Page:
The offerings are the woman’s domain—as stated to me several times by balinese men and women. Below, you see the grandmother and another woman beginning preparation of the morning offerings at my week-long homestay called Nirvana Pension in Ubud.
(Please excuse the crappy photos. My camera lens stopped working and I’m now limited to my iPhone camera. Plus for some reason, these photos aren’t enlarging).

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At Nirvana Pension, they create something like 93 offerings each morning. The volume of offerings is dependent on the number of areas you are protecting or giving thanks. A basic location would be the entrance to your home. If you have a business, you would also put one there. If you have a car, a bike, a motorcycle, a home office, you will want to create offerings to place in or on each of these things. I can’t say I ever saw an offering on a motorcycle, but there was a fresh offering on the right-hand side of the dashboard of every taxi I’ve ridden in. (Here, see the reflection in the window on the right near the driver).


Here is an example of an entrance offering. This particular day, a coconut husk was being burned along with the offering and incense.


To create the offerings, coconut leaves are fashioned into boxes or flower-shaped containers. I’ve seen some people use staples, and others use small toothpick pieces to hold the edges together. The boxes then hold bits of various things… petals, grass, perhaps whole flowers, and sometimes I’ve seen dollops of rice and even small baggies of what looks like coffee (as a liquid, not as grounds) placed on top. Leaves may be spliced and twirled into various shapes to decorate the finished piece.

When the offering is placed, I’ve seen some people dip a flower that looks like a cosmos or daisy into a bowl and then flick the water in the direction of the offering. I was told that they must get the water, which has been blessed, from their priest.

Most of the places I’ve stayed, I’ve had offerings placed for me at my entrance (I’m in a regular hotel now – so no offering). In this photo, that is my door in the background, and this little checkered, decorated tower seemed to be assigned to both my bungalow, and the one across from me. It received a new offering every day.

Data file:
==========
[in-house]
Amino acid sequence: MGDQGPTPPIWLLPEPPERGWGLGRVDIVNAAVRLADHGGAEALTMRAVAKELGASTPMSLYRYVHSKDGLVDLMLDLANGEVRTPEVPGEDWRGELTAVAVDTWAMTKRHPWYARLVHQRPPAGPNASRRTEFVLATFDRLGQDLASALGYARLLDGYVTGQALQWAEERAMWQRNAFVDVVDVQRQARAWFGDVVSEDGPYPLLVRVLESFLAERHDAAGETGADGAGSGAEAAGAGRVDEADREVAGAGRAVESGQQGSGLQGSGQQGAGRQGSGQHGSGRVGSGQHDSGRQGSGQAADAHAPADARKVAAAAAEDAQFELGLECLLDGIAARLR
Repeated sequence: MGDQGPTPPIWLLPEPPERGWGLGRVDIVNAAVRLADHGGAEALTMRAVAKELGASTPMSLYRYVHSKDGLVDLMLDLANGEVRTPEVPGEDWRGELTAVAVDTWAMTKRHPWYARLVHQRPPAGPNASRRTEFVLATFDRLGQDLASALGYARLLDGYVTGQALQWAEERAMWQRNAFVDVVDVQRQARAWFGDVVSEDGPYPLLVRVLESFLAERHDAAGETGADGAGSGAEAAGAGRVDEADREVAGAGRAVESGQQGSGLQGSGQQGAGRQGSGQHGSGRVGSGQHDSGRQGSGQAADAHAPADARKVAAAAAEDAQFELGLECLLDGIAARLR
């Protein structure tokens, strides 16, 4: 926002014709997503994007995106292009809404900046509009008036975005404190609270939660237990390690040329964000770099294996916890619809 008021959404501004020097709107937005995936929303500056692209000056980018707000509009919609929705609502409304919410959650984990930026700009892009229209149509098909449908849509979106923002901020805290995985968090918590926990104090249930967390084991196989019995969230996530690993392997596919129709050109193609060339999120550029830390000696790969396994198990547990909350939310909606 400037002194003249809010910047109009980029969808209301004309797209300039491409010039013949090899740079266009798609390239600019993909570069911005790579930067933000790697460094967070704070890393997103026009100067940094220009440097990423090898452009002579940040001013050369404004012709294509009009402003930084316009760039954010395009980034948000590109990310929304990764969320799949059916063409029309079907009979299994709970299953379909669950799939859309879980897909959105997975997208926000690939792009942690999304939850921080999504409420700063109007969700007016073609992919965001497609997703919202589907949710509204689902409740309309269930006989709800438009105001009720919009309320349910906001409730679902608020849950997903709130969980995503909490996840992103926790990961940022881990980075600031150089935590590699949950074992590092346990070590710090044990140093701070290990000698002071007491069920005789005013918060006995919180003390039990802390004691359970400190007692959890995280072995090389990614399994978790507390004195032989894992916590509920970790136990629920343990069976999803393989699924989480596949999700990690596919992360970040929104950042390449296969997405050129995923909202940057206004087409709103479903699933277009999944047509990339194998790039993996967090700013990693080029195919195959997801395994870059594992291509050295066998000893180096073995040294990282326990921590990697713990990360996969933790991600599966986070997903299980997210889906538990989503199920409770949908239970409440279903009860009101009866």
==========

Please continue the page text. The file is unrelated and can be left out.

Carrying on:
Here are examples of some of the offerings I’ve seen. Old ones aren’t necessarily discarded so they seem to pile up at times. 

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These can be found all up and down the street in front of houses, on the sidewalks in front of businesses, and anywhere someone felt it was appropriate to place an offering. Given the narrow sidewalks and their location underfoot, it is quite common to see where someone has accidentally stepped on one (or several). As one balinese woman said

“No problem! The prayer is made when the offering is placed; then it is done. What happens after that is of no consequence.”

These offerings are on the ledge just prior to crossing a bridge.


This woman, below, is presenting offerings at the morning market. I asked our guide about this as it was my assumption that someone was taking responsibility for making offerings in lieu of others because it seemed like the place would overflow with offerings given how many stalls were there. I was told that EVERY business in that marketplace would make an offering if they worked there. There was one other location we passed that was more near the entrance.


Offerings have created a small industry. Here you see people providing bulk product for offerings (leaves, petals, flowers, small food items) or,  you can buy the entire offering as a done deal. Our guide said this would be a last resort as one would feel guilty if they relied on pre-made offerings too frequently.

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The women here carry things on their heads and they’re extremely skilled at it. I’ve seen the most lopsided things perched on heads that somehow are carried hands-free. These photos show women carrying offerings for ceremonies. The first and third photos are examples of offering boxes which are sold in all kinds of markets here.

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Although these are not offerings, I love how the practice of the offering seems to spill over into a different type of awareness. Intentionally placed flowers, or even bits of colorful petals enliven a tiny location that would otherwise go unnoticed. Here are some examples:

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Artistically, I love what the offerings bring to a space: little touches of color,
the smell of incense, and you know someone offered a prayer of thanks.

Thanks for following 🙂